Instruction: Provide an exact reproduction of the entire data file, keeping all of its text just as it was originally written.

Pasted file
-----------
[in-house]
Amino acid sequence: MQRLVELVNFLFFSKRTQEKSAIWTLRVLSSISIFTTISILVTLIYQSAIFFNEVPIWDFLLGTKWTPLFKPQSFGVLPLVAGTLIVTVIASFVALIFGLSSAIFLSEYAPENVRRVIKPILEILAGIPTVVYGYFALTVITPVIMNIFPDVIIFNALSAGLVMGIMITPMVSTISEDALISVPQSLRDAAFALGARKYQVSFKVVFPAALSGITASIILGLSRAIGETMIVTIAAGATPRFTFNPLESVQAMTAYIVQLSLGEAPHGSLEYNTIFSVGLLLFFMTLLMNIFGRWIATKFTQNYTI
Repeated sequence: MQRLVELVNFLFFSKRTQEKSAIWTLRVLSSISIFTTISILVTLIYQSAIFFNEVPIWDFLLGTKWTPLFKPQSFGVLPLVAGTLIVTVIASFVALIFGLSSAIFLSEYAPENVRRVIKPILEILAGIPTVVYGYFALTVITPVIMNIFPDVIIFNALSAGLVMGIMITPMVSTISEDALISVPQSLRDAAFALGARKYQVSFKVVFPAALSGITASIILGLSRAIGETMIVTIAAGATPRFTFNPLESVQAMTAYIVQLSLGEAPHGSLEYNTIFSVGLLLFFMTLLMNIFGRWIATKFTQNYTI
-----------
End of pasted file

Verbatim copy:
[in-house]
Amino acid sequence: MQRLVELVNFLFFSKRTQEKSAIWTLRVLSSISIFTTISILVTLIYQSAIFFNEVPIWDFLLGTKWTPLFKPQSFGVLPLVAGTLIVTVIASFVALIFGLSSAIFLSEYAPENVRRVIKPILEILAGIPTVVYGYFALTVITPVIMNIFPDVIIFNALSAGLVMGIMITPMVSTISEDALISVPQSLRDAAFALGARKYQVSFKVVFPAALSGITASIILGLSRAIGETMIVTIAAGATPRFTFNPLESVQAMTAYIVQLSLGEAPHGSLEYNTIFSVGLLLFFMTLLMNIFGRWIATKFTQNYTI
Repeated sequence: MQRLVELVNFLFFSKRTQEKSAIWTLRVLSSISIFTTISILVTLIYQSAIFFNEVPIWDFLLGTKWTPLFKPQSFGVLPLVAGTLIVTVIASFVALIFGLSSAIFLSEYAPENVRRVIKPILEILAGIPTVVYGYFALTVITPVIMNIFPDVIIFNALSAGLVMGIMITPMVSTISEDALISVPQSLRDAAFALGARKYQVSFKVVFPAALSGITASIILGLSRAIGETMIVTIAAGATPRFTFNPLESVQAMTAYIVQLSLGEAPHGSLEYNTIFSVGLLLFFMTLLMNIFGRWIATKFTQNYTI